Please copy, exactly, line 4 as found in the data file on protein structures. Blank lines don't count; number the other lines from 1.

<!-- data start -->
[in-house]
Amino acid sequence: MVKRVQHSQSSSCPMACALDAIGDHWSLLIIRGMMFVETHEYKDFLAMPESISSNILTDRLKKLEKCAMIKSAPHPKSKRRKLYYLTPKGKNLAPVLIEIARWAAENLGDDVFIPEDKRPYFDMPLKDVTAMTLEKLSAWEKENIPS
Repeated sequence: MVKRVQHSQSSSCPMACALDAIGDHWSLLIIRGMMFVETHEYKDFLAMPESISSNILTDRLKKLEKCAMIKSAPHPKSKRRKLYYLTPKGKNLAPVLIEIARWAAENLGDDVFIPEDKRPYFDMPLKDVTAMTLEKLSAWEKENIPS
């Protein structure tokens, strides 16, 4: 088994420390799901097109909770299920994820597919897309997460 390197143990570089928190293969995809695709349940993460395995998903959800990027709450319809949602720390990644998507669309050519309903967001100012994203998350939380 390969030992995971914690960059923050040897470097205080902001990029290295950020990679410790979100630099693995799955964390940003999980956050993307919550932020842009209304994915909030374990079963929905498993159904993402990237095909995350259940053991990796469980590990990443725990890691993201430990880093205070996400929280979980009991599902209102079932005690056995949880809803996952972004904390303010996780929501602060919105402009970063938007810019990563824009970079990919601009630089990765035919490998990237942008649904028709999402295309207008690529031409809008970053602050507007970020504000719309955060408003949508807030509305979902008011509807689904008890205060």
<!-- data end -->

């Protein structure tokens, strides 16, 4: 088994420390799901097109909770299920994820597919897309997460 390197143990570089928190293969995809695709349940993460395995998903959800990027709450319809949602720390990644998507669309050519309903967001100012994203998350939380 390969030992995971914690960059923050040897470097205080902001990029290295950020990679410790979100630099693995799955964390940003999980956050993307919550932020842009209304994915909030374990079963929905498993159904993402990237095909995350259940053991990796469980590990990443725990890691993201430990880093205070996400929280979980009991599902209102079932005690056995949880809803996952972004904390303010996780929501602060919105402009970063938007810019990563824009970079990919601009630089990765035919490998990237942008649904028709999402295309207008690529031409809008970053602050507007970020504000719309955060408003949508807030509305979902008011509807689904008890205060």